Archive for the ‘taxation’ Category

Changes in Income Reported on Federal Tax Returns

January 29, 2015 Comments off

Changes in Income Reported on Federal Tax Returns
Source: Tax Policy Center (Brookings Institution and Urban Institute)

The composition of reported income has changed markedly since 1952. Investment income has continued to grow, along with business income, interrupted only by periodic economic downturns. Meanwhile, salaries and wages have declined as a share of income.

Smoothing State Tax Revenues over the Business Cycle: Gauging Fiscal Needs and Opportunities

January 22, 2015 Comments off

Smoothing State Tax Revenues over the Business Cycle: Gauging Fiscal Needs and Opportunities
Source: Federal Reserve Bank of Boston

During the two most recent U.S. recessions in 2001 and in 2007–2009, state governments experienced an unusually high degree of fiscal stress due to increased revenue cyclicality. Expanding upon the aggregate evidence, this paper explores the degree to which individual states have experienced fluctuating tax receipts over the business cycle. The findings provide state policymakers with information to better understand the extent and causes of this tax revenue cyclicality and, in the context of balanced budget requirements, the efficacy of alternative measures that might be employed to smooth the sensitivity of state resources to economic conditions.

Assessing Alternative Modifications to the Affordable Care Act

January 20, 2015 Comments off

Assessing Alternative Modifications to the Affordable Care Act (PDF)
Source: RAND Corporation

In this report, we use the COMPARE microsimulation model to estimate how several potential changes to the ACA, including eliminating the individual mandate, eliminating the tax credits, and combined scenarios that change these and other provisions of the act, might affect 2015 individual market premiums and overall insurance coverage. Underlying these estimates is our COMPARE-based analysis of how premiums and insurance coverage outcomes depend on young adults’ propensity to enroll in insurance coverage. We find that eliminating the ACA’s tax credits and eliminating the individual mandate both increase premiums and reduce enrollment on the individual market, as do the combined policies we examine.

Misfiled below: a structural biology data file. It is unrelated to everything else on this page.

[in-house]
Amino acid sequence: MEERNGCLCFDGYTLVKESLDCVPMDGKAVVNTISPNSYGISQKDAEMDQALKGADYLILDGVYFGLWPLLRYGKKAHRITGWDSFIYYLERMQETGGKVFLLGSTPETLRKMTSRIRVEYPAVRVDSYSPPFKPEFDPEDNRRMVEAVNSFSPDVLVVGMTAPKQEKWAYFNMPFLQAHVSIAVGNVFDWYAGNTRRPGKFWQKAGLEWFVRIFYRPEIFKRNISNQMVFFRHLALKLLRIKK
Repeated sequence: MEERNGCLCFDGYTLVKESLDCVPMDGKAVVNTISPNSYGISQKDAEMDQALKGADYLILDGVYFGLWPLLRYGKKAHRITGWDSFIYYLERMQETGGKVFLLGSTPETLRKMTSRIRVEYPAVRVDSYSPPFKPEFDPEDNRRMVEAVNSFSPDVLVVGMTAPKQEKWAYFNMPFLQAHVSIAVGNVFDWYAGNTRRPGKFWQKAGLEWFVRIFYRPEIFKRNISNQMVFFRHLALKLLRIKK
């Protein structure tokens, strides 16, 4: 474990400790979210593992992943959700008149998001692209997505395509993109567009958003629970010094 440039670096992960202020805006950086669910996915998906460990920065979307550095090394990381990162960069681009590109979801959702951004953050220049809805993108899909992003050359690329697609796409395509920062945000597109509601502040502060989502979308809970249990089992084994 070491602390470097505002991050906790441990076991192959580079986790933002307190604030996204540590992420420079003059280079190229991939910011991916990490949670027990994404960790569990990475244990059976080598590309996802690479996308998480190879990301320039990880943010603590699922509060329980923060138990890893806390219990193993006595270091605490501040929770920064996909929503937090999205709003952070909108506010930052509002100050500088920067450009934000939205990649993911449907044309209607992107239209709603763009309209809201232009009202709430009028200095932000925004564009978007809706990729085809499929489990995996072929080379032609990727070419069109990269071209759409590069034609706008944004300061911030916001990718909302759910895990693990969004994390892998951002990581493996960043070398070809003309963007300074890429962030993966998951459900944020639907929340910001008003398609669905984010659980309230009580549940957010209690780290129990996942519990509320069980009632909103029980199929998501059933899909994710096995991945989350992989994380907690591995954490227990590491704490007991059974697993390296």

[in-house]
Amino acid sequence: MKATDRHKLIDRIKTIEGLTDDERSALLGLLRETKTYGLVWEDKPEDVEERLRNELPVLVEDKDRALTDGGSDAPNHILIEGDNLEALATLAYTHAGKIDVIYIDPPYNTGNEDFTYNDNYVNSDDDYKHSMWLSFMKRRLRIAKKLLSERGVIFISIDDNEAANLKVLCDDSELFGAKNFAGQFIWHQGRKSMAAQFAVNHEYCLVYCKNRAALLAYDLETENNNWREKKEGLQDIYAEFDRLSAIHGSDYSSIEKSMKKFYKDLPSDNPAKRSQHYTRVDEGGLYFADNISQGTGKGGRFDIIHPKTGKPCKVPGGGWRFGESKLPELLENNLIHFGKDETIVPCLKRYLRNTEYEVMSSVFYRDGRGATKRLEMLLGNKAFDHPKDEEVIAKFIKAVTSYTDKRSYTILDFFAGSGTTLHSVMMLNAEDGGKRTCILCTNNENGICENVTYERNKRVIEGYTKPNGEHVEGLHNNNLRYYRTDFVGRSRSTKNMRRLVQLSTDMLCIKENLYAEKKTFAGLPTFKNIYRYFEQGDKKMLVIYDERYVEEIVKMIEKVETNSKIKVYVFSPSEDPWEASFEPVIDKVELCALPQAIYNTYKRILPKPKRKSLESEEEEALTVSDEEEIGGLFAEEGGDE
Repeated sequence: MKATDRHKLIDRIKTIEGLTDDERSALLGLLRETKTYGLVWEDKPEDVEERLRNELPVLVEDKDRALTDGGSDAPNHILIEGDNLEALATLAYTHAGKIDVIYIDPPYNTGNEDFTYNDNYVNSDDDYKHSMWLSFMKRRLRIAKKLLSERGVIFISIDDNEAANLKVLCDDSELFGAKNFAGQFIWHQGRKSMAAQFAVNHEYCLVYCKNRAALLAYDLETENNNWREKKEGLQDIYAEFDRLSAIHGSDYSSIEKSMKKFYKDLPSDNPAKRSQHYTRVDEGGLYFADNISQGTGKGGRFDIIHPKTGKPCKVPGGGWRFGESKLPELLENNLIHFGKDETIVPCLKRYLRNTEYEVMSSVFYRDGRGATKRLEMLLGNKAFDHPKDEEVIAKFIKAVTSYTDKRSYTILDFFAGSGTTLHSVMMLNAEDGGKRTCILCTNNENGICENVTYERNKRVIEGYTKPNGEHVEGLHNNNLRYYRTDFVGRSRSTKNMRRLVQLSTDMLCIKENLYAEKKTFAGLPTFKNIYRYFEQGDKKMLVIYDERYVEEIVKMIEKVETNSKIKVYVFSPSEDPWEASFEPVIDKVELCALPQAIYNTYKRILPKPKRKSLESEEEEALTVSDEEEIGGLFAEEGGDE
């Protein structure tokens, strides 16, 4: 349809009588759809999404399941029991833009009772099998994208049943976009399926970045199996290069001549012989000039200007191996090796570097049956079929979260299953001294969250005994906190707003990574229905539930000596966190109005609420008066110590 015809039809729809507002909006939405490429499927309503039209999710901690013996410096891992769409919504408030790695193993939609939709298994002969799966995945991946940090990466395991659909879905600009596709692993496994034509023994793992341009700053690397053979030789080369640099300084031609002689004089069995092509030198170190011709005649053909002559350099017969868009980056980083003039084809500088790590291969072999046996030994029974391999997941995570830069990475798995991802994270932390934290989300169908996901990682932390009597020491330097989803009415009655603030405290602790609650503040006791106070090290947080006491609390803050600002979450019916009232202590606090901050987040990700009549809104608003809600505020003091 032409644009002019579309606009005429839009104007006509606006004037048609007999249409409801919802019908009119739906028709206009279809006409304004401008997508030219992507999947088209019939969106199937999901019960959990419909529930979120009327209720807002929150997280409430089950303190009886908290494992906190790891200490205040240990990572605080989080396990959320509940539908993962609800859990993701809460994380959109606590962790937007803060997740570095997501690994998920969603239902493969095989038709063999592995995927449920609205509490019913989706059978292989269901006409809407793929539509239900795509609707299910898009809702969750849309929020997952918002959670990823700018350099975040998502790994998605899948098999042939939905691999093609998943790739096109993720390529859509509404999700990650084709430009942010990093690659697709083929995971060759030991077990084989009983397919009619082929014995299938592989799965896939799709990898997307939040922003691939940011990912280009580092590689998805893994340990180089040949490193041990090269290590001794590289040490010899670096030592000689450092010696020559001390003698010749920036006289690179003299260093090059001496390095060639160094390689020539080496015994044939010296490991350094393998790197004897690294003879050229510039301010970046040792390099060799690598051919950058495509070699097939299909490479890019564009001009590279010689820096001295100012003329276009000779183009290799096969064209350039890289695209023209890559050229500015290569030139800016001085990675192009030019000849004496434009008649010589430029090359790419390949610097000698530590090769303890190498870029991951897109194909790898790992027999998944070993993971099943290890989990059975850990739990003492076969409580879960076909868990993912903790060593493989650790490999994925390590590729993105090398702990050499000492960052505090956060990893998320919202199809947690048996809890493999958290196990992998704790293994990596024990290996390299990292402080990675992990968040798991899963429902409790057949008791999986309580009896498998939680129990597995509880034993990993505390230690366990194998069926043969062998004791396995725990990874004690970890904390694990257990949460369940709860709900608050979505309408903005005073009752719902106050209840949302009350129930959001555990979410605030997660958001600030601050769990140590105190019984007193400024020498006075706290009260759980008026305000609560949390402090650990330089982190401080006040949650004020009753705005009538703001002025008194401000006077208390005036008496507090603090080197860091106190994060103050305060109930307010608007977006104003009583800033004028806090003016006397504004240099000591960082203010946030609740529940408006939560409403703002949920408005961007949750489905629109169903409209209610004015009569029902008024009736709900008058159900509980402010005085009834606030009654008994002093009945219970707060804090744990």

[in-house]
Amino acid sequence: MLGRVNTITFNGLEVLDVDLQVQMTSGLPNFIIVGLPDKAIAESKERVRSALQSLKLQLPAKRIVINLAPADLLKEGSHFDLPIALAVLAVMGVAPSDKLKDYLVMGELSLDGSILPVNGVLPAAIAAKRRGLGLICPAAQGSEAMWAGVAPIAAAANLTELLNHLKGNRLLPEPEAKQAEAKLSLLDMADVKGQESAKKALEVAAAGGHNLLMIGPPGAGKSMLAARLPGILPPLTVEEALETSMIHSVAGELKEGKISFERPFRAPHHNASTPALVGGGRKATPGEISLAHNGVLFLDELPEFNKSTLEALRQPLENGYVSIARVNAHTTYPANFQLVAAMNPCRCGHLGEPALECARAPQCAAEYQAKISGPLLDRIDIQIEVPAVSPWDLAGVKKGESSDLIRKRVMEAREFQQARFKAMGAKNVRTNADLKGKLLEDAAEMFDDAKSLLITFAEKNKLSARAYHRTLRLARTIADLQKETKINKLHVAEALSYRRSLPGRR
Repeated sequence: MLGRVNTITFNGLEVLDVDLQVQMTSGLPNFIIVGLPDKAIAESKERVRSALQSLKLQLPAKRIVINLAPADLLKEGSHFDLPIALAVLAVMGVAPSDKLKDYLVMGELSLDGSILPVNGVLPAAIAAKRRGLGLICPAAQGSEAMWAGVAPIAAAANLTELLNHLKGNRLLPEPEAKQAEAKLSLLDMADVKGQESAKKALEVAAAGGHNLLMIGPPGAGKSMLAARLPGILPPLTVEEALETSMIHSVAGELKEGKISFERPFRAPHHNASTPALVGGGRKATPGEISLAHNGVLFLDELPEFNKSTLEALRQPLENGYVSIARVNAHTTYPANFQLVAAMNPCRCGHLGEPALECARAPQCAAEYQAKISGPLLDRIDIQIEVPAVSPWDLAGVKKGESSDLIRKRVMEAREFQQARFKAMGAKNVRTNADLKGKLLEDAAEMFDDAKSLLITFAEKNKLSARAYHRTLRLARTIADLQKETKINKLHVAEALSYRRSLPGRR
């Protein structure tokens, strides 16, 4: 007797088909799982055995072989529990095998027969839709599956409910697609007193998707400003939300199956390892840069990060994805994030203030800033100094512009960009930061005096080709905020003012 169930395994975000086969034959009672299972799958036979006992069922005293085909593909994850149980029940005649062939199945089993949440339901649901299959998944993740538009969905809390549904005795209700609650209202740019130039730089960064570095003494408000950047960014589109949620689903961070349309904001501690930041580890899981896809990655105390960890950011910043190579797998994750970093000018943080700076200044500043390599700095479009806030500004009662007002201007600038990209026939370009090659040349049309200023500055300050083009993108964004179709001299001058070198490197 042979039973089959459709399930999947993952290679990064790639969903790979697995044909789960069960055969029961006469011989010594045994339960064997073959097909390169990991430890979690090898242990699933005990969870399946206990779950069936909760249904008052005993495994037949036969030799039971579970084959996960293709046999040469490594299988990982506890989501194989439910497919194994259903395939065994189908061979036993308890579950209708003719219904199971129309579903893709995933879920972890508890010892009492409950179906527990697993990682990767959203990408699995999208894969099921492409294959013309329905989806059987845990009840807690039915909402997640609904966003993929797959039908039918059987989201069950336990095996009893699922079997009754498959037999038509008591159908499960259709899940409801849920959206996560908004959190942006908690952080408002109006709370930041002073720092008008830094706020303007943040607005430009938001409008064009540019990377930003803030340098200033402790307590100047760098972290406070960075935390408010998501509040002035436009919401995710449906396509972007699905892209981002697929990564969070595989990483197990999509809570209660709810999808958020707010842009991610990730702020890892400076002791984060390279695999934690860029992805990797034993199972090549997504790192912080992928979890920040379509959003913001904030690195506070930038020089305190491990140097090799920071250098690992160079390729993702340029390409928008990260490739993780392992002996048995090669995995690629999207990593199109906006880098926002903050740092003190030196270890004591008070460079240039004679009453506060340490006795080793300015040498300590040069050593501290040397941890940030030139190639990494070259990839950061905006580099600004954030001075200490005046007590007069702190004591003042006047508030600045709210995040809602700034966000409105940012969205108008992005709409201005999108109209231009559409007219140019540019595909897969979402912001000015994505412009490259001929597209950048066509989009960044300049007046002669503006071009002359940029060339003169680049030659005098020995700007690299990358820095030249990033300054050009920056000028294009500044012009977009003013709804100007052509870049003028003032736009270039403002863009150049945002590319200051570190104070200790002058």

Medicaid as an Investment in Children: What is the Long-Term Impact on Tax Receipts?

January 19, 2015 Comments off

Medicaid as an Investment in Children: What is the Long-Term Impact on Tax Receipts?
Source: National Bureau of Economic Research

We examine the long-term impact of expansions to Medicaid and the State Children’s Health Insurance Program that occurred in the 1980’s and 1990’s. With administrative data from the IRS, we calculate longitudinal health insurance eligibility from birth to age 18 for children in cohorts affected by these expansions, and we observe their longitudinal outcomes as adults. Using a simulated instrument that relies on variation in eligibility by cohort and state, we find that children whose eligibility increased paid more in cumulative taxes by age 28. These children collected less in EITC payments, and the women had higher cumulative wages by age 28. Incorporating additional data from the Medicaid Statistical Information System (MSIS), we find that the government spent $872 in 2011 dollars for each additional year of Medicaid eligibility induced by the expansions. Putting this together with the estimated increase in tax payments discounted at a 3% rate, assuming that tax impacts are persistent in percentage terms, the government will recoup 56 cents of each dollar spent on childhood Medicaid by the time these children reach age 60. This return on investment does not take into account other benefits that accrue directly to the children, including estimated decreases in mortality and increases in college attendance. Moreover, using the MSIS data, we find that each additional year of Medicaid eligibility from birth to age 18 results in approximately 0.58 additional years of Medicaid receipt. Therefore, if we scale our results by the ratio of beneficiaries to eligibles, then all of our results are almost twice as large.

Who Pays? A Distributional Analysis of the Tax Systems in All 50 States (5th Edition)

January 19, 2015 Comments off

Who Pays? A Distributional Analysis of the Tax Systems in All 50 States (5th Edition)
Source: Institute on Taxation and Economic Policy